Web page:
Lagos Story is a weekly series that features a quick story of an individual who lives in Lagos, detailing why they came to Lagos and how the struggle has been.
This week, we speak to Folami, a 32-year-old litigation lawyer who came to Lagos as a kid from Akure. He lets us in on what his journey has been like, and where his Lagos dream is currently at.
What made you come to Lagos?
I lived in one of those remote areas of Akure where the kids ran after the people from Lagos and their rickety cars. Back then, it seemed it was Lagos versus every other place because the people who lived in Lagos and came to our village always seemed well-to-do. As a kid coming from that kind of environment, I saw my whole life in Lagos, but my parents always made sure that education was a priority for me, even in cases when they don’t have enough to sponsor the education.
Luckily for me, I listened to them and always read my book, putting extra effort into passing and all of that, and my efforts paid off. An organization was doing charity work in our village then, and one of the things they did was to make sure kids who are bright get a chance at higher education. That was how I got a scholarship for secondary education at St. Gregory’s College in Lagos, and that was how I made it to Lagos.
What was the first mistake you made while you arrived?
I was young and naive, and I had the chance to be with young boys who had been exposed to a lot of western life and TVs. I remembered the first time I ever smoked was in JS2, then I started moving with boys from rich families that can easily get their school fees paid. I almost lost focus on what I came to Lagos for, and almost got expelled.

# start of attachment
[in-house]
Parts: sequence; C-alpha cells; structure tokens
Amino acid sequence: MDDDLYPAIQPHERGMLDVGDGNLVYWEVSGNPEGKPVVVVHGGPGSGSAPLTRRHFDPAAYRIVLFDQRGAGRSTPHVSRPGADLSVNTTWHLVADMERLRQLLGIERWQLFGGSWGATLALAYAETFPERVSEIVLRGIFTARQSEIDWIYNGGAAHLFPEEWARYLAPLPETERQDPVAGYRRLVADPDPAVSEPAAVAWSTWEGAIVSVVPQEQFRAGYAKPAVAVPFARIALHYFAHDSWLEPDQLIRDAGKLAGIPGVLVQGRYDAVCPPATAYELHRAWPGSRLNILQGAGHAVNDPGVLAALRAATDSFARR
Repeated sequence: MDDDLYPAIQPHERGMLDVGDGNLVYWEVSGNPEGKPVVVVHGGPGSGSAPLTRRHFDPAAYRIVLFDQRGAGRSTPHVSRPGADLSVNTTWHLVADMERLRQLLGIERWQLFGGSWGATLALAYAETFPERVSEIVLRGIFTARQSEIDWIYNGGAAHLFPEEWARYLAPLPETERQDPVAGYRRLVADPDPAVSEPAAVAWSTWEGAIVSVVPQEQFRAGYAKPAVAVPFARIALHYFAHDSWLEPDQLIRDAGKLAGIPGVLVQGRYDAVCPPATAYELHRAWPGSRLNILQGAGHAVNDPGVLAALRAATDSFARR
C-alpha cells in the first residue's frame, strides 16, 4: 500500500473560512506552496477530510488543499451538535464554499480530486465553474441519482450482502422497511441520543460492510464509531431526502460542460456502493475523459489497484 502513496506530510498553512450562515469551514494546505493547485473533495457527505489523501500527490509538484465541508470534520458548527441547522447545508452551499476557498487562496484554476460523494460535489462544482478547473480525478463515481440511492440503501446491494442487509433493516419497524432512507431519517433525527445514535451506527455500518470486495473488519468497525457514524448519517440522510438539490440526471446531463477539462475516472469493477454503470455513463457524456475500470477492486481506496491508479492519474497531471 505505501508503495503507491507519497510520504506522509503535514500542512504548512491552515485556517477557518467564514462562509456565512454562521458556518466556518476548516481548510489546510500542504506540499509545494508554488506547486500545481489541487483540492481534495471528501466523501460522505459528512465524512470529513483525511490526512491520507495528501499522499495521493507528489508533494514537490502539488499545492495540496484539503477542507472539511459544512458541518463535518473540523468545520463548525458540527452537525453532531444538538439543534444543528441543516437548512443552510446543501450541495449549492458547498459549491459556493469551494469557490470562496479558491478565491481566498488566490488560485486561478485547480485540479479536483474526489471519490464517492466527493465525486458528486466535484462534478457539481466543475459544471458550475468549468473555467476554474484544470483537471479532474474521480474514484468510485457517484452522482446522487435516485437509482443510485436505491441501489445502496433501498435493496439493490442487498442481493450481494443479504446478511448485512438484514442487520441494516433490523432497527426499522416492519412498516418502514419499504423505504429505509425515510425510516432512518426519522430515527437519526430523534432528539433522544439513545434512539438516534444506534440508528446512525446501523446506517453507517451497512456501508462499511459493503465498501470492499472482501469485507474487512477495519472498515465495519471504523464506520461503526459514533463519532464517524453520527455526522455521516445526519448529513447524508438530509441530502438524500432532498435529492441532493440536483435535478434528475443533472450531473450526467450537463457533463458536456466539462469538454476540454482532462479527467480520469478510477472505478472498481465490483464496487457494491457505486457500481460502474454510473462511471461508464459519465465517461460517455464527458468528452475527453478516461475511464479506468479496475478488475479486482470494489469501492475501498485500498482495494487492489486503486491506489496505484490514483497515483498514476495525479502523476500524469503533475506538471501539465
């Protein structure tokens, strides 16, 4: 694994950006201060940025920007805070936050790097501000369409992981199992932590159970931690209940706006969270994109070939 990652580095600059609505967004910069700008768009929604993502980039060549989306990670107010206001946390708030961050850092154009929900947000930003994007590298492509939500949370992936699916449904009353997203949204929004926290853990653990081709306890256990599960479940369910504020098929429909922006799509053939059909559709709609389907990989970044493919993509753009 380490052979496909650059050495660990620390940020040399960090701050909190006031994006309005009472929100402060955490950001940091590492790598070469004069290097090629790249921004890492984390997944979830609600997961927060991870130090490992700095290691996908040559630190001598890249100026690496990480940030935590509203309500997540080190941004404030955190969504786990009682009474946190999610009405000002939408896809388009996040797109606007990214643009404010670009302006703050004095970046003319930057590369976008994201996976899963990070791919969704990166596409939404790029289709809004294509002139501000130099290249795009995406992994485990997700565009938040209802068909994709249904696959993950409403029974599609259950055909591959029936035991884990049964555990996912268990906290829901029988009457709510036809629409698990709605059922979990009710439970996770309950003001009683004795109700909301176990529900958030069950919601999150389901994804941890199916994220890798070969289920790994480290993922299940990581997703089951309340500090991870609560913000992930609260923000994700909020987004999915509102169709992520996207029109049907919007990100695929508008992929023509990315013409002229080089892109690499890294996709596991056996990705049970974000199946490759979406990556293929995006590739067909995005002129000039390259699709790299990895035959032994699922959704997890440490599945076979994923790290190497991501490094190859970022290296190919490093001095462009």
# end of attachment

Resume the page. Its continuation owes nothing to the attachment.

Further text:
I and the boys (my friends) would sneak out of school to go to parties, play games, and even go to the brothels on Club Road at Obalende then.
That was the first mistake of my life in Lagos, and I almost paid dearly for it, with my future.
Do you still think coming to Lagos was a wise decision?
At the time, I didn’t want to leave my village because I was a mummy’s boy and I didn’t know how I would live without my mother for a day, not to talk of six years. I remember the day I was supposed to go to Lagos, I ran away from home, hid in a bush just so I won’t leave.
Today, I can say it is the best decision of my life. After secondary school, I got another scholarship to study Law at the University of Lagos. I finished with good grades and an experience that always paved way for me. Did my Master outside of the country, and came back here still.
I currently work as a litigation lawyer with a big law firm here in Lagos, and I couldn’t have asked for a better life than I have now.
How often do you go back home?
I rarely go home these days, because I am the only child of my parents, and they’re both late.
Even before they passed away, I had moved them to Lagos so they’re close to me and I get to see them often so I don’t really go home like that. And that’s not because I don’t want to go but because my job doesn’t give me that much time.
Final take away
It is very easy to lose your focus in Lagos, especially if you don’t have anything you stand for or that gingers you to do what you have to do.
There are a lot of distracting factors, but if you know what you want, set your eyes on it, and discipline yourself, Lagos is a place where dreams come true.